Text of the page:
Our previous in vitro research showed that as expected fibroblasts and serum both influenced NHK culture in Greens medium [7][8] but serum free culture could be readily achieved if sufficient fibroblasts were present. The desire to avoid the use of bovine serum for culture of keratinocytes for clinical use was the motivation behind these earlier studies. Accordingly the in virtuo model was now used to systematically investigate the spatial-temporal interactions between NHKs and HDFs both in the presence and absence of FCS. Simulations using fibroblasts with various cell cycles, proliferation/differentiation rates and motilities indicated that the maximum stimulatory influence of HDFs on NHK proliferation occurred mainly on the edges of NHK colonies and most importantly needed to occur before proliferative NHKs (i.e. stem cells and TA cells) differentiated to committed cells. The model analysis predicted that various fibroblast parameters (such as increasing HDF migration rate, changing the tendency of HDF to migrate towards NHKs and decreasing the HDF-substrate bond strength) can significantly enhance NHK colony expansion. The challenge however was to test some of these predictions and because of this our in virtuo research efforts were next focused on approaches that could be tested experimentally.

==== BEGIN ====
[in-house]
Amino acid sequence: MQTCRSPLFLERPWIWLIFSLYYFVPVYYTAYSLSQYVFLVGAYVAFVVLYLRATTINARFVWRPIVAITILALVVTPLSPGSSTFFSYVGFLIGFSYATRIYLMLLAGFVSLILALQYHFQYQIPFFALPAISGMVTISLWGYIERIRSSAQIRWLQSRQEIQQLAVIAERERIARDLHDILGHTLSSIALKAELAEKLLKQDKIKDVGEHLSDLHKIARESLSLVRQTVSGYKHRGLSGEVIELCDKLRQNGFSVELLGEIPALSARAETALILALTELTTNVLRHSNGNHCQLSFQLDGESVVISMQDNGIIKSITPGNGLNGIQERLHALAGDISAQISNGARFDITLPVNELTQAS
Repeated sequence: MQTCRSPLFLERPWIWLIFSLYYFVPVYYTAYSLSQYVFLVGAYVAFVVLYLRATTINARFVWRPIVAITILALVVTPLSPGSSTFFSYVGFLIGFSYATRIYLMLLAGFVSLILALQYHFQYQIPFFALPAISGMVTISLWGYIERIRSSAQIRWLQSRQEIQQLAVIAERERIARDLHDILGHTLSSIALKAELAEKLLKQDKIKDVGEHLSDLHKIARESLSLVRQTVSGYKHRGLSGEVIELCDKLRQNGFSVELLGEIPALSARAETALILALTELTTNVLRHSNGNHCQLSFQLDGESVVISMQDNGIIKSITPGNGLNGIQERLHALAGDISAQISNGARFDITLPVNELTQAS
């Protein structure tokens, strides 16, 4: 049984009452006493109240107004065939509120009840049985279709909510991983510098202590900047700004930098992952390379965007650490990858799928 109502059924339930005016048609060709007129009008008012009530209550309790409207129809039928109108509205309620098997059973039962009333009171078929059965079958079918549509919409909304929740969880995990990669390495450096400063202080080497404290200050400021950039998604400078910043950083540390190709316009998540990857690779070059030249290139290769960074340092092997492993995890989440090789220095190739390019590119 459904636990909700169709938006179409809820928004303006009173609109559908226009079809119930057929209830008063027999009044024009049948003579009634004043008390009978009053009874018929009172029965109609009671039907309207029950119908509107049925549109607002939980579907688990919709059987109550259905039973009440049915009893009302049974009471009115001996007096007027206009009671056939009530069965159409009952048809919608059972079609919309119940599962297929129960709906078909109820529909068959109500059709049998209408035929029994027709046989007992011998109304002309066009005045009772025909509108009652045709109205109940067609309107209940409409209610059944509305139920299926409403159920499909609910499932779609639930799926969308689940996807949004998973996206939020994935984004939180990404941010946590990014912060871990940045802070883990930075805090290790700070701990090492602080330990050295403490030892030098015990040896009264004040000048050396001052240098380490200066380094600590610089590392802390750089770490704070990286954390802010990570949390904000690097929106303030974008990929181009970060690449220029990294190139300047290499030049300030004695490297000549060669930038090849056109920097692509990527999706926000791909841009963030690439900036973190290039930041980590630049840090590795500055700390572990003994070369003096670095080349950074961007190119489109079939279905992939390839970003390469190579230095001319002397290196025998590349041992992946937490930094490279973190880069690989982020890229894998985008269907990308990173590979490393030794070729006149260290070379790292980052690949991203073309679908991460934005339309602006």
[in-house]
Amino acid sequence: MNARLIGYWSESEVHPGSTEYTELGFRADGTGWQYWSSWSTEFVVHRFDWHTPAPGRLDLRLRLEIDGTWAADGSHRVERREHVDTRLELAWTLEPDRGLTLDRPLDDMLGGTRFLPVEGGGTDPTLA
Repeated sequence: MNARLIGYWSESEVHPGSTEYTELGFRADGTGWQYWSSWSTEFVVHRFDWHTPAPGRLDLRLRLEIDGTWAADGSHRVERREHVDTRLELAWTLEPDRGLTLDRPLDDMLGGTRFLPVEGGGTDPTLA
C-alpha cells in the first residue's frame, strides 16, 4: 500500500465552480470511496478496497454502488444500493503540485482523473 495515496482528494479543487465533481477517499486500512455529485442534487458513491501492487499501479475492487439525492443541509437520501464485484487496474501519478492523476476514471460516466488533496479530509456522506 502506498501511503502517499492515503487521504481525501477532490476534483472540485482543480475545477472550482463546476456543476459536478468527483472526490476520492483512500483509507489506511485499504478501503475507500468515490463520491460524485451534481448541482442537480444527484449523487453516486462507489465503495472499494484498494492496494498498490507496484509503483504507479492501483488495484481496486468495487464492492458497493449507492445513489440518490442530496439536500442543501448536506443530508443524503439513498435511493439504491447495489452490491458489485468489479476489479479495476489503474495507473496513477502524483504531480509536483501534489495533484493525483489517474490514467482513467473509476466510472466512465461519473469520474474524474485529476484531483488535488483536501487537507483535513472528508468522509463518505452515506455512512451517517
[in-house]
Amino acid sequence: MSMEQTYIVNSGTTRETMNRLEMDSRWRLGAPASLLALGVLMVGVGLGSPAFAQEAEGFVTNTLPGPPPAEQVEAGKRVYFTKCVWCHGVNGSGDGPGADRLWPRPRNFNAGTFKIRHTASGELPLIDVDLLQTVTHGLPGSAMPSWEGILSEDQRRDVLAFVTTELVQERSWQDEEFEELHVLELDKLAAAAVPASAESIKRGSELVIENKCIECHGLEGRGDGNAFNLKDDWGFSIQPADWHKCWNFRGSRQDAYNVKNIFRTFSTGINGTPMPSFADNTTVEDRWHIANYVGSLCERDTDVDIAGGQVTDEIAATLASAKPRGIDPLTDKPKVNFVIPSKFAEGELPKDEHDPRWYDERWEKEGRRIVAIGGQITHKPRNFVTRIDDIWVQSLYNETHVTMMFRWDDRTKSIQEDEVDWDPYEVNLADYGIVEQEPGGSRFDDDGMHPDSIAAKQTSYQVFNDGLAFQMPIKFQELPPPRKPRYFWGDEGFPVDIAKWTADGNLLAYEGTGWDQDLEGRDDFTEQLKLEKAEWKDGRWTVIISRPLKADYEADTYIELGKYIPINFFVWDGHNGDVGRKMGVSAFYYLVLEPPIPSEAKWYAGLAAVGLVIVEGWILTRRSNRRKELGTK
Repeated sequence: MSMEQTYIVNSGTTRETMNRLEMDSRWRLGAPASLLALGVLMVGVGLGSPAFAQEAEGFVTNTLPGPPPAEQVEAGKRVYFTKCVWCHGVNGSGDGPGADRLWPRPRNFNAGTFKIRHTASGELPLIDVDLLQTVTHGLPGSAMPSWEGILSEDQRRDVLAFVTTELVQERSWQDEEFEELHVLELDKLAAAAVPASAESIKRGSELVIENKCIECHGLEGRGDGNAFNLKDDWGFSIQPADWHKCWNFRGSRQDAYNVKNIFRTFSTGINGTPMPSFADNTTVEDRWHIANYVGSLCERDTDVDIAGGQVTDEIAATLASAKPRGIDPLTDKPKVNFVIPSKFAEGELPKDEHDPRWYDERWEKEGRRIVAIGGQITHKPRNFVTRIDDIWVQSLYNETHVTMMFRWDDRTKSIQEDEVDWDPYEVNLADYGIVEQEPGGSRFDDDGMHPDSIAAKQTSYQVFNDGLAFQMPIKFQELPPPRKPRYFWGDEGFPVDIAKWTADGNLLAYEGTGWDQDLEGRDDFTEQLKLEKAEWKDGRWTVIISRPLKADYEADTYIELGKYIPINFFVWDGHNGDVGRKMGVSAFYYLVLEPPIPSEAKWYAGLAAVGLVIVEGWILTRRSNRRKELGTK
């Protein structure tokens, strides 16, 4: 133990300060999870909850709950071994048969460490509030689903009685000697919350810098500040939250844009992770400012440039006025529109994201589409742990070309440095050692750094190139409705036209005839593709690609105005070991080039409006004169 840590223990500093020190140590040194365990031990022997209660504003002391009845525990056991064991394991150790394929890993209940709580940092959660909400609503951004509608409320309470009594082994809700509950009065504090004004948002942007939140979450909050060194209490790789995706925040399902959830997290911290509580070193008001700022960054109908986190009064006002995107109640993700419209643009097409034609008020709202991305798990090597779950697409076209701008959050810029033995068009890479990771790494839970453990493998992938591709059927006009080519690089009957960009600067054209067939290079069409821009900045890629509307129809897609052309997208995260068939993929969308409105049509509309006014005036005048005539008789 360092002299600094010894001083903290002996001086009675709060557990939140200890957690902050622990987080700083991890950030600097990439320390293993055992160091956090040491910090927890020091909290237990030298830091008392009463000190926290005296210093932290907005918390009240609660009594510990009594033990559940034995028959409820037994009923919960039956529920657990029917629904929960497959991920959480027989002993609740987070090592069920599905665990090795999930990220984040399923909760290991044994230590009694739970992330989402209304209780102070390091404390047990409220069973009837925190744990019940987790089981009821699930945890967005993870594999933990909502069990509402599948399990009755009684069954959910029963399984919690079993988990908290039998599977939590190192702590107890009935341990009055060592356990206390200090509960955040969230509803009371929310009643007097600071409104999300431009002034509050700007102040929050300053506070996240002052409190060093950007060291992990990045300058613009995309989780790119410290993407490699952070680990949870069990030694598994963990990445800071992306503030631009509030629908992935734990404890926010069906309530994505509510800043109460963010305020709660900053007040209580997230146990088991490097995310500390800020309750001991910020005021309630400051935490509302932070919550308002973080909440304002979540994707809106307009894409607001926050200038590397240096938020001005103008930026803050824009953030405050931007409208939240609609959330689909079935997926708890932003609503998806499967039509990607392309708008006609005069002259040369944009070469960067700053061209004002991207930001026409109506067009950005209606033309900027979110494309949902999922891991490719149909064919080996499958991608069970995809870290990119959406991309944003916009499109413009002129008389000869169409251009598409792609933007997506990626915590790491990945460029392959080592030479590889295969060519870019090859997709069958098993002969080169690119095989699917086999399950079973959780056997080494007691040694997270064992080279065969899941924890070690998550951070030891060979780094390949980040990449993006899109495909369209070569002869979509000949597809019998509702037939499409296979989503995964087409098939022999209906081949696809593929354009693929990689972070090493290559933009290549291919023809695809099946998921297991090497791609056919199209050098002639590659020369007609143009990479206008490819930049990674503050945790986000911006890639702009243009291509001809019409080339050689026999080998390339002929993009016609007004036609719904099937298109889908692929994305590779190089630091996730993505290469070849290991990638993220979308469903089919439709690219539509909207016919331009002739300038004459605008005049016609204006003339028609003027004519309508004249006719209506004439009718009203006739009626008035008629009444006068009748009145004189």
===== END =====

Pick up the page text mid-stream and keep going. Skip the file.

Influence of fibroblast density and proliferative status on keratinocyte colony formation